This is a very broad question and I must first say that every company/developer have different methodologies and design processes. So I will only speak for my own personal experience.
The first step is to ask yourself what all the specifications are. Not only do you have to think about the end product, but also about the process and the life of your application after deployment. Are other programmers working on it? If so, you (and your team) might want to develop the entire framework first so each of you can be working simultaneously on different aspects of the application. Is the application going to be extended in the future? If so, you'll need to ensure that you provide a high enough level of abstraction (proper OOP hierarchy, etc) to enable that. Are there going to be 3rd party developers working on extending your application (via plugins, etc)? If so, you must make sure your application is safe and your users are properly protected (making sure your variables/classes are given the appropriate access modifers).
I assume that the actual application specifications are already laid out clearly. If not, you must do that ASAP. There's nothing worse than having a changing specification while developing a large application. Now while you program, you should keep all these ideas in mind (after all, what's the point in figuring all these questions out if you're not going to pay attention).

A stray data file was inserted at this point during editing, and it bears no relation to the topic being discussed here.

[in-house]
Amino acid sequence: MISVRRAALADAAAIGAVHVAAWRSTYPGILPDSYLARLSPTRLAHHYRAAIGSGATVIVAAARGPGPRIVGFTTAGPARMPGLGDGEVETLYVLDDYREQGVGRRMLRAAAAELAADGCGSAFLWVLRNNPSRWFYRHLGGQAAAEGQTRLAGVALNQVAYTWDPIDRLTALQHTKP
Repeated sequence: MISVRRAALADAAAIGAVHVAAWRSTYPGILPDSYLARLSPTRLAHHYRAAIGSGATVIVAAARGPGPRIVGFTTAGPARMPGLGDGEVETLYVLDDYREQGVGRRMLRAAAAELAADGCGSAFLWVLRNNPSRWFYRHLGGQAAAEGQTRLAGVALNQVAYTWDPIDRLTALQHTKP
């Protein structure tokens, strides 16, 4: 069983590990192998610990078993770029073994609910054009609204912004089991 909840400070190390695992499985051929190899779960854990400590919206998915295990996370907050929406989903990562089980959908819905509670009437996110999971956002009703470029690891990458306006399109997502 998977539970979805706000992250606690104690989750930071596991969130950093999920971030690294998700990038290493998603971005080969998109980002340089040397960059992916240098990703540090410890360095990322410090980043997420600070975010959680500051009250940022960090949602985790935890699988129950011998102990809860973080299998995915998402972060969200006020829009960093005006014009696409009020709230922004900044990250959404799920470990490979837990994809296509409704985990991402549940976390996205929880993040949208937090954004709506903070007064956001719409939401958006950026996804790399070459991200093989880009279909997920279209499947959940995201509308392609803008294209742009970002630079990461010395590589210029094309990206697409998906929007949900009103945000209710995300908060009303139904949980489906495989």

Next on the list is choosing your technologies and frameworks (if you're using one at all). You don't want to be stuck with doing a large project from scratch. Do a lot of research on the pros and cons of each and evaluate accordingly. Choosing the right framework can mean the difference between a 10 hour long project and a 100 hour long one.
Google is your best friend. If something subtask requires a significant amount of time to code, look it up. I have saved countless hours just by typing in a simple search query and copying+pasting code. Don't plagiarize though, that's bad ;) But don't blindly use other people's code either. Just because it's publicly on the web doesn't mean it's the most efficient piece of code, or the most safe piece of code. Always carefully review what you find.
Now finally when you can't use and reuse every last piece of code you can, then write your own. Make it clean, concise, and efficient. Satisfy all your requirements while making it the best piece of code you can possibly think of. No one likes reading ugly/inefficient code.
Perhaps this is my own pet peeve (though I'm sure it bothers many others), but please format your code nicely and consistently. Coding can be an art, do me a favor and don't make it look like you typed it up with your hands tied behind your back.